Emotions scientists often distinguish those emotions that are encountered universally, even among animals ("primary emotions"), from those experiences by human beings ("secondary emotions"). No attempt, however has ever been made to catpure the lay conception about this distinction and to find the criteria on which this distinction is based. The first study presented in this paper was conducted in three countries involving four languages, as as to allow for cross-cultural comparisons. Results showed a remarkable convergence. People from all samples not only differentiated between "uniquely human" and "non-uniquely human" emotions on a continuuum, but they dd so on the same basis as the one used by emotion scientists to distinsuich "primary" form "secondary" emotions. Study 2 focused on the implicit use of such a distinction. When confronted with a human (animal) context, participants reacted faster to secondary (vs primary) emotions. The implications of the human uniqueness of some emotions within the social and interpersonal contexts are discussed.

Dimension of 'uniquely' and 'non-uniquely' emotions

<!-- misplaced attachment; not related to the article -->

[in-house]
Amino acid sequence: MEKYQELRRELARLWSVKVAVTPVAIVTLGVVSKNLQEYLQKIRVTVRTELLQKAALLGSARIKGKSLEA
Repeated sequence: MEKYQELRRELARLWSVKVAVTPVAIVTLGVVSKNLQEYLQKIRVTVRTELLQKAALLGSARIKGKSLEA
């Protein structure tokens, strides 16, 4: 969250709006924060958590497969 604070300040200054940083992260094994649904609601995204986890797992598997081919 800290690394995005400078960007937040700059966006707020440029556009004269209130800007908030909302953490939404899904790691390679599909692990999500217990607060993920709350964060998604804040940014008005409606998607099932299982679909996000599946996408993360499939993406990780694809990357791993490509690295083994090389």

Paladino, Maria Paola;
2004-01-01

Abstract

Emotions scientists often distinguish those emotions that are encountered universally, even among animals ("primary emotions"), from those experiences by human beings ("secondary emotions"). No attempt, however has ever been made to catpure the lay conception about this distinction and to find the criteria on which this distinction is based. The first study presented in this paper was conducted in three countries involving four languages, as as to allow for cross-cultural comparisons. Results showed a remarkable convergence. People from all samples not only differentiated between "uniquely human" and "non-uniquely human" emotions on a continuuum, but they dd so on the same basis as the one used by emotion scientists to distinsuich "primary" form "secondary" emotions. Study 2 focused on the implicit use of such a distinction. When confronted with a human (animal) context, participants reacted faster to secondary (vs primary) emotions. The implications of the human uniqueness of some emotions within the social and interpersonal contexts are discussed.
2004
S., Demoulin; J., Leyens; Paladino, Maria Paola; R., Rodriguez; A., Rodriguez; J. F., Dovidio
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Utilizza questo identificativo per citare o creare un link a questo documento: https://hdl.handle.net/11572/73557
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